And he said, “Then I beg you, father, to send him to my father’s house—for I have five brothers—so that he may warn them, lest they also come into this place of torment.” But Abraham said, “They have Moses and the Prophets; let them hear them.” And he said, “No, father Abraham, but if someone goes to them from the dead, they will repent.” He said to him, “If they do not hear Moses and the Prophets, neither will they be convinced if someone should rise from the dead.” (Luke 16:27–31)
In the Old Testament it was clear for the Jews that no-one, not even their greatest fathers, could help them after their death, but God alone:
For you are our Father, though Abraham does not know us, and Israel does not acknowledge us; you, O Lord, are our Father, our Redeemer from of old is your name. (Isaiah 63:16)
3 The Orthodox Church
3.1 Which Church Is the Successor of the Apostolic Church?
Which Church follows the traditions of the Apostles? Many claim to, but who is right? We want to draw a parallel from the time of Jesus. When Jesus came and tried to uncover the sinful life of the Jews, the Pharisees wanted to kill him. They were very convinced of their truth that they kept the law and held to the right traditions, because they were Abraham’s descendants.
They answered him, “We are offspring of Abraham and have never been enslaved to anyone. How is it that you say, ‘You will become free’?”
Jesus answered them, “Truly, truly, I say to you, everyone who commits sin is a slave to sin. The slave does not remain in the house for ever; the son remains for ever. So if the Son sets you free, you will be free indeed. I know that you are offspring of Abraham; yet you seek to kill me because my word finds no place in you. I speak of what I have seen with my Father, and you do what you have heard from your father.”
They answered him, “Abraham is our father.” Jesus said to them, “If you were Abraham’s children, you would be doing the works Abraham did, but now you seek to kill me, a man who has told you the truth that I heard from God. This is not what Abraham did. You are doing the works your father did.” They said to him, “We were not born of sexual immorality. We have one Father—even God.” Jesus said to them, “If God were your Father, you would love me, for I came from God and I am here. I came not of my own accord, but he sent me. Why do you not understand what I say? It is because you cannot bear to hear my word. You are of your father the devil, and your will is to do your father’s desires. He was a murderer from the beginning, and has nothing to do with the truth, because there is no truth in him. When he lies, he speaks out of his own character, for he is a liar and the father of lies. But because I tell the truth, you do not believe me. Which one of you convicts me of sin? If I tell the truth, why do you not believe me? Whoever is of God hears the words of God. The reason why you do not hear them is that you are not of God.” (John 8:33–47)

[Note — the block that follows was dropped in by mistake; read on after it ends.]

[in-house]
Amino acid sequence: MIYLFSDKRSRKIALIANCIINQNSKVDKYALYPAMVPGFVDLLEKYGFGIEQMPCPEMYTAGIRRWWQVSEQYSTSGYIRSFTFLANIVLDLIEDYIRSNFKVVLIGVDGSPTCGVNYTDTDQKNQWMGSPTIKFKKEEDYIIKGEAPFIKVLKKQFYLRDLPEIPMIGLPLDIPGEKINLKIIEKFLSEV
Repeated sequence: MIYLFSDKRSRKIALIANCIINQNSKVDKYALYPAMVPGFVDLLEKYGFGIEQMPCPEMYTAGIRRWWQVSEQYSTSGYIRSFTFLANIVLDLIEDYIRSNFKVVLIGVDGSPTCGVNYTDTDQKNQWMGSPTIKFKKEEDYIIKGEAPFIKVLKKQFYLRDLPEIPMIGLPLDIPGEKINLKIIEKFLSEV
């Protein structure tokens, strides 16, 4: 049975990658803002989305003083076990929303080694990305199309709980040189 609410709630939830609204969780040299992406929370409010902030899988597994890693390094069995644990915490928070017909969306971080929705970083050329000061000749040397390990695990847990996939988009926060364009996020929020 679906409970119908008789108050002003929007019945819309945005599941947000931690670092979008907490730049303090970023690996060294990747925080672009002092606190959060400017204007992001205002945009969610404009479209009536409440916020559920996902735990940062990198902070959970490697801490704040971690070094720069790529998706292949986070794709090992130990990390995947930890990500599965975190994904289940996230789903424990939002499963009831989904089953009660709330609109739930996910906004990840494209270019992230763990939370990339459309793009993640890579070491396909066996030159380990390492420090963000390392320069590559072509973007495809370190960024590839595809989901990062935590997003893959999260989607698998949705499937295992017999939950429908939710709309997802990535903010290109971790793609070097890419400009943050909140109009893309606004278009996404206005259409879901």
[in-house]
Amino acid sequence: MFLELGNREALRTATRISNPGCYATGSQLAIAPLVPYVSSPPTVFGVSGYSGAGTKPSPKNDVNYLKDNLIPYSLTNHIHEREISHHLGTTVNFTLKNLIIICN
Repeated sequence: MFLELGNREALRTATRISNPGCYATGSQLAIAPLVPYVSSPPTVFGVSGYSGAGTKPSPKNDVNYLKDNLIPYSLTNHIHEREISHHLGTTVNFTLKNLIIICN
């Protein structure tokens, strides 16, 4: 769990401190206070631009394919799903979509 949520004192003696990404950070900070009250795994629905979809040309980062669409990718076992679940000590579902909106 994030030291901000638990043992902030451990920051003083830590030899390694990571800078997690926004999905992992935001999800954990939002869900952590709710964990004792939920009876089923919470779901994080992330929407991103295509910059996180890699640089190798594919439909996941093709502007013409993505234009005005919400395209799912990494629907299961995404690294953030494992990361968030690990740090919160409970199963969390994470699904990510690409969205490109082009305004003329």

Similarly, it is of no value if somebody can show historical continuity without having continuity in the way of life and spiritual content.
The uninterrupted apostolic succession of the Church is obviously disproved by the differences between the Church in the first century and today’s “Orthodox Church”. These differences are evident for anybody who reads the Bible and wants to practise Christianity as the apostles and the first Christians did:
So those who received his word were baptized, and there were added that day about three thousand souls.
And they devoted themselves to the apostles’ teaching and the fellowship, to the breaking of bread and the prayers. And awe came upon every soul, and many wonders and signs were being done through the apostles. And all who believed were together and had all things in common. And they were selling their possessions and belongings and distributing the proceeds to all, as any had need. And day by day, attending the temple together and breaking bread in their homes, they received their food with glad and generous hearts, praising God and having favour with all the people. And the Lord added to their number day by day those who were being saved. (Acts 2:41–47)